Understanding the Health Insurance Portability and Accountability Act (HIPAA)
If you are employed by a healthcare facility, you should be aware of the Health Insurance Portability and Accountability Act. Enacted by the United States' Government in 1996 to protect patient medical records and to set appropriate guidelines for securely storing and transmitting this information electronically. It should come as no surprise that the HIPAA act came into effect at the same time as the internet. Government officials were acutely aware of the privacy issues that could arise, and to prevent identity theft and fraudulent use of sensitive information, it knew it needed to implement a policy that would be carried out by every healthcare organization in the country. It is important to remember that while the HIPAA was created to protect individuals, it was also designed to allow for the efficient distribution of patient medical records to appropriate parties, rarely physicians and other healthcare practitioners. There are many safeguards that companies need to take to prevent unauthorized access to medical files, which include securing electronic files with passwords and by shredding hard copies of documents within a designated retention timeframe.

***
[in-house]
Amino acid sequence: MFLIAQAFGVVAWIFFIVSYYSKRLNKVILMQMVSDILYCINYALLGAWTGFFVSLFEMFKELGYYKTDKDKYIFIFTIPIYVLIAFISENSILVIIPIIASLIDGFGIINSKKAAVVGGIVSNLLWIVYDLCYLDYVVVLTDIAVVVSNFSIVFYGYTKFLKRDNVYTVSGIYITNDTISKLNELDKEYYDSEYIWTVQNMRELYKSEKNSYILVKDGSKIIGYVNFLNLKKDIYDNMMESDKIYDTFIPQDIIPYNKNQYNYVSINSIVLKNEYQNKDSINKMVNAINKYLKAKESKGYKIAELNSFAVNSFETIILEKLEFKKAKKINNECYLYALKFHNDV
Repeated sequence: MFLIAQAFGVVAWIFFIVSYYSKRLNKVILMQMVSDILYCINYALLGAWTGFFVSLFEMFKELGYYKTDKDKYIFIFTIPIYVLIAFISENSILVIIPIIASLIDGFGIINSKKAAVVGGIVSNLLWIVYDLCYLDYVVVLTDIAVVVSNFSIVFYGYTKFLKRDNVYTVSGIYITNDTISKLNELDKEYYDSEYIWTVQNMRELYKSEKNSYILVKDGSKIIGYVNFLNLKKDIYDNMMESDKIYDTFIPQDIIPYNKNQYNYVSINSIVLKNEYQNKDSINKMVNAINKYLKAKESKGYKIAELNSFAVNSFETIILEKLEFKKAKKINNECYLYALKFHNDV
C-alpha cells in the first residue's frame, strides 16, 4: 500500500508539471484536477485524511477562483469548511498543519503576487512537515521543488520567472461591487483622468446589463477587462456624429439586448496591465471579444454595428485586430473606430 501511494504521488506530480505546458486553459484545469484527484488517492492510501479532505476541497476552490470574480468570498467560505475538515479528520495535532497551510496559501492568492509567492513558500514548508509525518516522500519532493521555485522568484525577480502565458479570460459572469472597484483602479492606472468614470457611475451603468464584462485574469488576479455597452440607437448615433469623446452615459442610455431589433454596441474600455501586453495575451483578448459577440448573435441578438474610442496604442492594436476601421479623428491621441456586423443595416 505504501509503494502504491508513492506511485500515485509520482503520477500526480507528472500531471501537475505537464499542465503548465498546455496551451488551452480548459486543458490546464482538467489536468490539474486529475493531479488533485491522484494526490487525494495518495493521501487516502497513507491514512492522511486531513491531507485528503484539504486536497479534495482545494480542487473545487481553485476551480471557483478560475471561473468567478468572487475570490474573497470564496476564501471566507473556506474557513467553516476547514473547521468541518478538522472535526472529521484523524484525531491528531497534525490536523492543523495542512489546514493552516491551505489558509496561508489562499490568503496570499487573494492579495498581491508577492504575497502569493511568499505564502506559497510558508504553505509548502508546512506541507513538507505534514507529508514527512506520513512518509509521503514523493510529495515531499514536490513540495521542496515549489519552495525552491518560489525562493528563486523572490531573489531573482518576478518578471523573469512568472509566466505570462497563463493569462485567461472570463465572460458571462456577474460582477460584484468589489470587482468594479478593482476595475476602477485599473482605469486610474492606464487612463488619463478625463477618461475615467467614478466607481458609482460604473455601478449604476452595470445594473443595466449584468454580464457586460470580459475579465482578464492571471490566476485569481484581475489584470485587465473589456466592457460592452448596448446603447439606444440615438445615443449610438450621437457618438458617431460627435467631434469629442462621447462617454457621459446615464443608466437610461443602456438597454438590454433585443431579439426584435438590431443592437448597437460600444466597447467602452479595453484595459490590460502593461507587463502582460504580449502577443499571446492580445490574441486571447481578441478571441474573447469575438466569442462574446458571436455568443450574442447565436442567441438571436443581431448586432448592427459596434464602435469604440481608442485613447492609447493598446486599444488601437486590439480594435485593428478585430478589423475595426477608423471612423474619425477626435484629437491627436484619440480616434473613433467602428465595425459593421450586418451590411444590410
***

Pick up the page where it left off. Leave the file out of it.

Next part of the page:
Who is Affected by the HIPAA ?
The HIPAA can be considered an all-encompassing medical record protection policy, as it is in effect to keep all patient medical files protected from unlawful distribution and access. Health care providers and other organizations that are subject to the privacy rules laid out in the act are referred to as "covered entities," in that they are the ones that have access to this data. The goal of the HIPAA is to balance safety with effective healthcare practices. In order to provide quality medical care, doctors need to be able to get access to patient medical records quickly and easily. As a means of making the process more efficient and cost-effective, many hospitals and other healthcare facilities have gone paper-free, meaning they have made the transition to full electronic data record use.
The Importance of HIPAA Compliance
Given that many of these companies are still making changes in how they work with and managing patient files, it must be noted that a wealth of hard-copy documentation is still present. The HIPAA does not set strict limitation for health facilities, but rather presents guidelines that they must follow for compliance purposes. Shredding patient documents in due time and educating employees about the importance of HIPAA is thus essential. The US Government takes these matters very seriously and has imposed hefty fines on organizations that fail to comply.